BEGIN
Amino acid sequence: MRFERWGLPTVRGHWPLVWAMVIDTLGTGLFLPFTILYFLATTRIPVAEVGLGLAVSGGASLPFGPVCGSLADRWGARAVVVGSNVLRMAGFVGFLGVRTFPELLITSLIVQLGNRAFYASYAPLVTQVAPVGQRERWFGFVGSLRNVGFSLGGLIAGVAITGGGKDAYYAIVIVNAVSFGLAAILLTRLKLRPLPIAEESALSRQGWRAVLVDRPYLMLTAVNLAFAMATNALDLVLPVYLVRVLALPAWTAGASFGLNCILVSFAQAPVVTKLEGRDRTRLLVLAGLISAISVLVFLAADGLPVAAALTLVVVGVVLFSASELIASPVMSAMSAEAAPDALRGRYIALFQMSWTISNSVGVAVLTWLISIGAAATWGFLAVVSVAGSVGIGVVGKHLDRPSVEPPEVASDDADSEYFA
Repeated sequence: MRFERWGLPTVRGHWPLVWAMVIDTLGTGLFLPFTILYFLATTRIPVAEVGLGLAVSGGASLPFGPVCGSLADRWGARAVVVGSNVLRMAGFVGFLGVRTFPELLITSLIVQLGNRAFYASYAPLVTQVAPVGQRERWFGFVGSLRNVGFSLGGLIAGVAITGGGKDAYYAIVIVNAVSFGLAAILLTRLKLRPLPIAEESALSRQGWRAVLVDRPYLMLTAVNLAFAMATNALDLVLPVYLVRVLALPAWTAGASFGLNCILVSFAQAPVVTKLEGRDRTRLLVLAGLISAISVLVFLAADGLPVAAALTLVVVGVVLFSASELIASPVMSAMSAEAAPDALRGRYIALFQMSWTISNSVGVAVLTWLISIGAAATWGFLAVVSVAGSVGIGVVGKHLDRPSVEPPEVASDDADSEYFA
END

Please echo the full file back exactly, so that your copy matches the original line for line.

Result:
Amino acid sequence: MRFERWGLPTVRGHWPLVWAMVIDTLGTGLFLPFTILYFLATTRIPVAEVGLGLAVSGGASLPFGPVCGSLADRWGARAVVVGSNVLRMAGFVGFLGVRTFPELLITSLIVQLGNRAFYASYAPLVTQVAPVGQRERWFGFVGSLRNVGFSLGGLIAGVAITGGGKDAYYAIVIVNAVSFGLAAILLTRLKLRPLPIAEESALSRQGWRAVLVDRPYLMLTAVNLAFAMATNALDLVLPVYLVRVLALPAWTAGASFGLNCILVSFAQAPVVTKLEGRDRTRLLVLAGLISAISVLVFLAADGLPVAAALTLVVVGVVLFSASELIASPVMSAMSAEAAPDALRGRYIALFQMSWTISNSVGVAVLTWLISIGAAATWGFLAVVSVAGSVGIGVVGKHLDRPSVEPPEVASDDADSEYFA
Repeated sequence: MRFERWGLPTVRGHWPLVWAMVIDTLGTGLFLPFTILYFLATTRIPVAEVGLGLAVSGGASLPFGPVCGSLADRWGARAVVVGSNVLRMAGFVGFLGVRTFPELLITSLIVQLGNRAFYASYAPLVTQVAPVGQRERWFGFVGSLRNVGFSLGGLIAGVAITGGGKDAYYAIVIVNAVSFGLAAILLTRLKLRPLPIAEESALSRQGWRAVLVDRPYLMLTAVNLAFAMATNALDLVLPVYLVRVLALPAWTAGASFGLNCILVSFAQAPVVTKLEGRDRTRLLVLAGLISAISVLVFLAADGLPVAAALTLVVVGVVLFSASELIASPVMSAMSAEAAPDALRGRYIALFQMSWTISNSVGVAVLTWLISIGAAATWGFLAVVSVAGSVGIGVVGKHLDRPSVEPPEVASDDADSEYFA